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Most public sector organisations know that a robust Probity Plan is an essential aspect of major procurement, and that it is critical to ensuring transparent and defensible decision-making. Yet there is no immediate and obvious “reward” associated with the development of a Probity Plan.
So, what is the incentive? Simply, to avoid risk and reputational damage. Without a robust Probity Plan you are essentially “playing chicken” with every major procurement move you make – the consequences of not having a plan are significant.
There have been a spate of high profile cases, reported widely in the media, which underscore the need for quality, rigorous and strategic probity planning. The Commonwealth Government’s “once in a generation” second airport for Sydney is a recent case in point.
The headlines should have heralded the achievement of important milestones in the construction of this economically vital piece of infrastructure. Instead, the significant achievements of the project have been overshadowed by the media and political storm surrounding the purchase of land for the airport. Reportedly, the Federal Government paid ten times the value for land in what has been described as a "significant and unusual transaction".
A robust, quality and embedded probity plan built into the procurement process might have mitigated this risk for the government. This could and should have been an opportunity for organisational and reputational reward of the government, instead of a barrage of negative media reports which will most likely plague the project for years to come.
While this is certainly a high profile case involving reputational and political risk of the highest stakes, such failures of probity planning are far more common than sometimes seem apparent. For example, a quick survey of IT investment and procurement across a range of disparate organisational contexts highlights the risks of ineffective probity planning:
In each instance, building clear probity structures into the front end of procurement would have mitigated possible risks and produced positive outcomes for each organisation. Such examples highlight the need not only for quality probity processes but for trusted and experienced probity advice.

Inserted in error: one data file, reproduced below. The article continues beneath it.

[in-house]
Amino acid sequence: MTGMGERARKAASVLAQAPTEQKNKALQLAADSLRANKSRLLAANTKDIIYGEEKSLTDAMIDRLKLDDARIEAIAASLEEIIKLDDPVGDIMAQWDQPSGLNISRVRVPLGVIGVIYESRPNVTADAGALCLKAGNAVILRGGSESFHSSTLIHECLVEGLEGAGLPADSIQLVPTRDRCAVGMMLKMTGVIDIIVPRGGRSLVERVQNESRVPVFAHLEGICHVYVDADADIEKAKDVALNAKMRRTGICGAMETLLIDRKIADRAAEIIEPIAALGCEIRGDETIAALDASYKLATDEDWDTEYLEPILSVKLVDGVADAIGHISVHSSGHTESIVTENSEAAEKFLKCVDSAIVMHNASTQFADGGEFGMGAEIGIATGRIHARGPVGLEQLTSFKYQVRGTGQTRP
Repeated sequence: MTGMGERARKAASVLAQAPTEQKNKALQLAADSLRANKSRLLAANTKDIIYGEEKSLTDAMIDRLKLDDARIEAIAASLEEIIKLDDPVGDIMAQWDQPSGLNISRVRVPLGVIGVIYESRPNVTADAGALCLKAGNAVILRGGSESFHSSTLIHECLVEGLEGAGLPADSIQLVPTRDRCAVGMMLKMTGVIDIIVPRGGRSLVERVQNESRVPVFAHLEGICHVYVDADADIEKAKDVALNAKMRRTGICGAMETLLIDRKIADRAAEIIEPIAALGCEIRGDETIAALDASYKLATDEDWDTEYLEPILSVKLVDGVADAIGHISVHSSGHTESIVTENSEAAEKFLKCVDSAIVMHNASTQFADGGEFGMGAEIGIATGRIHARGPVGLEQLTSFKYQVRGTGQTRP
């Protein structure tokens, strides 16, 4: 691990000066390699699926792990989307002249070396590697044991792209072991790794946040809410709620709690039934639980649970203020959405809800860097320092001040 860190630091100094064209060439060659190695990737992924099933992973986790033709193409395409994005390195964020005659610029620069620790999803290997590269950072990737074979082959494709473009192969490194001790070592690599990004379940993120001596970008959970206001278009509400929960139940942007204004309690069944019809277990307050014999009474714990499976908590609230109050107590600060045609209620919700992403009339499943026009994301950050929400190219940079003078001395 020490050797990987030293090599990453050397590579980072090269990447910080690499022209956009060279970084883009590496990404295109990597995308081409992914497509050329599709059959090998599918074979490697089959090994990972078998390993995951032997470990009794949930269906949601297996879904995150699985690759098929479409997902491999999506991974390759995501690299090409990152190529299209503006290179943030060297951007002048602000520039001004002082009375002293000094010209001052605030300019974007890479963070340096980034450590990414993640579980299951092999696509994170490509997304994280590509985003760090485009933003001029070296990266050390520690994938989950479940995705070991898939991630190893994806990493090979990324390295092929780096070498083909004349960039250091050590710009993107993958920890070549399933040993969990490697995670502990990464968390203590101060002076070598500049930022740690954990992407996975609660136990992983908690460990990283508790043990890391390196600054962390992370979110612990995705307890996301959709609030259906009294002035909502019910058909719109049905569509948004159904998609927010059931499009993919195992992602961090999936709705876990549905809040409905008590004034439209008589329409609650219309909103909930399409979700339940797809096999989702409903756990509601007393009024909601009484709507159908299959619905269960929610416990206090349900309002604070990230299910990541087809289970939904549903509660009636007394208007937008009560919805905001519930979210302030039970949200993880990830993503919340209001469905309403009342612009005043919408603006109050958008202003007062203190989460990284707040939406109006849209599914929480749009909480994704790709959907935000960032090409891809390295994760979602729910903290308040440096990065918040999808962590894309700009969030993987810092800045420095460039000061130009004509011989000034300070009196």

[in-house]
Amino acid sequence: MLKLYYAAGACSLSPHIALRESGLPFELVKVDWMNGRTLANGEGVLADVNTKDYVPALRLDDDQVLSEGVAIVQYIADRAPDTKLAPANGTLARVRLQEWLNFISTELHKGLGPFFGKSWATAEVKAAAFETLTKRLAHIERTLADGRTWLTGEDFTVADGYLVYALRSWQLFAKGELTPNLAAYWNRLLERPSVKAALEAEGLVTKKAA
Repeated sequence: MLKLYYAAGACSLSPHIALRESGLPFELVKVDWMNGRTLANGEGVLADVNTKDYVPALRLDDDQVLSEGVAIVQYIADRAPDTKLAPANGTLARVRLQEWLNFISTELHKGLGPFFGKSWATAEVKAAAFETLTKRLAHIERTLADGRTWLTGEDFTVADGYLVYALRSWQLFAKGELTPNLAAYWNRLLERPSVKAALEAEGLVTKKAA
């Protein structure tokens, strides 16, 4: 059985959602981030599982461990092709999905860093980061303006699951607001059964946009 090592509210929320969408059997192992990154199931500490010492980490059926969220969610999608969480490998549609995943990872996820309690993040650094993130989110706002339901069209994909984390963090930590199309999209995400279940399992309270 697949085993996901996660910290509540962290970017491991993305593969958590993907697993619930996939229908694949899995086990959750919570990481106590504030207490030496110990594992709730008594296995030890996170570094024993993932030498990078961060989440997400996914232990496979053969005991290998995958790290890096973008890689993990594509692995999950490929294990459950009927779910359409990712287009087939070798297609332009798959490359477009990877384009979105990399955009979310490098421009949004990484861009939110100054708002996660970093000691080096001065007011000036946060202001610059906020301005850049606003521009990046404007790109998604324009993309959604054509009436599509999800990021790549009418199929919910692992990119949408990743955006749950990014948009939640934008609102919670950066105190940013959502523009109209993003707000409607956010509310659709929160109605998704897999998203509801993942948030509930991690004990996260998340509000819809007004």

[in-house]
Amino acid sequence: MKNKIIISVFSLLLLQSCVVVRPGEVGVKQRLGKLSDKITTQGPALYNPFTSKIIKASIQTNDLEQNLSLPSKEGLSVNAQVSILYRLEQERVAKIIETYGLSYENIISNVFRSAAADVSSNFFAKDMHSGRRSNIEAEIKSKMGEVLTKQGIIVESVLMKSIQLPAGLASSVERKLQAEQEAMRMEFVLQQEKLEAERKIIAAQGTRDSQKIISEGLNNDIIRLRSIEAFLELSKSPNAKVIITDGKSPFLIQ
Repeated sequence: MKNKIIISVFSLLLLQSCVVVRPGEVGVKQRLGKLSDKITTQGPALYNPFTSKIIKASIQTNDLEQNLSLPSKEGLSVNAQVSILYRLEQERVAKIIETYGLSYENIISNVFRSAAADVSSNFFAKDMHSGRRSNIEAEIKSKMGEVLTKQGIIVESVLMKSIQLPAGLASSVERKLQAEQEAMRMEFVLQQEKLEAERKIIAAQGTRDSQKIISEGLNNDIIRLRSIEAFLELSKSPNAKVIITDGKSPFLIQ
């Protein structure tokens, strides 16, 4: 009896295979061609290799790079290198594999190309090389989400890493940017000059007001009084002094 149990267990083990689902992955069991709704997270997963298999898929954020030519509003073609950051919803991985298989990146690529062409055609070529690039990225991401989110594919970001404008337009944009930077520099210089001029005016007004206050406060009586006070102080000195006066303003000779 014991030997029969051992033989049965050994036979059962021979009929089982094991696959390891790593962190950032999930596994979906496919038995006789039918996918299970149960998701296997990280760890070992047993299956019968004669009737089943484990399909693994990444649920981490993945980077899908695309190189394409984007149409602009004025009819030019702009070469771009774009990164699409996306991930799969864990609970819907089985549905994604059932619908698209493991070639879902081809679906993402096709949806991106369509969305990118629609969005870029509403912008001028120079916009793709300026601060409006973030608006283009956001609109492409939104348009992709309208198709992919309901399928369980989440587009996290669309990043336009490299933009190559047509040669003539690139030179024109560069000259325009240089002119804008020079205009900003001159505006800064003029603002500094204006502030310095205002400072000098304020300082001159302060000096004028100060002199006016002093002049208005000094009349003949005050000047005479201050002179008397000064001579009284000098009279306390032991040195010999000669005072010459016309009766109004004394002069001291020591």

Is the potential risk to your organisation worth foregoing expert advice?
Probity can be defined as complete and confirmed integrity, uprightness, and honesty. Upholding the highest standards of probity and integrity enables organisations to safeguard procurement activities to ensure those activities and processes are robust and can withstand scrutiny.
Probity is critical to an organisation’s ethical decision-making and incorporates the principles of accountability, impartiality and transparency. As the possible impacts of poorly conceived or implemented probity planning can be dire, it is important that organisations consider probity planning before commencing procurement or other potentially high-risk activities. However, once the “genie is out of the bottle”, “the bird has flown” and/or the “final act has begun”, it is too late to retro-fit probity into the procurement process.
Seeking the assistance of a qualified and experienced probity advisor can be of immeasurable benefit to your organisation.
In many ways, the “reward” of seeking, co-planning and implementing robust probity processes and principles in your organisation are best measured by what does not unfold as a result of ineffectively planned procurement.
The value of engaging specialist advice lies in the ability of having a trusted advisor and partner who can foresee possible unintended consequences that are not always obvious. An advisor who both simultaneously understands your unique organisational context and who also has the ability to view potential risks with a critical lens can be of huge benefit. A good probity advisor also works with you to build internal future capacity.
A quality probity plan should involve a thorough risk analysis and include a wide range of identified controls. These might typically be:
Centium offers transparent, activity-based probity advisory and auditing services for a variety of transactions, including procurement, divestment, re-contracting and recruitment. Our bespoke Probity Methodology ensures that key probity elements are incorporated in every aspect of your transaction – i.e. Transparency, Accountability, Fairness, Value-for-Money, Issue Management and Conflict of Interest Management.
An organisation’s procurement function can be its key business strategy enabler. We provide our clients with best practice and market leading experience to improve the efficiency and effectiveness of the procurement function and thereby enhance the financial performance of the business
As a first step, Centium Probity will work with you to review existing policies and documents and present recommendations including efficacy of existing controls and proposed changes to improve the overall standard of service.
Importantly, Centium will ensure procurement, contract administration and project delivery projects provide: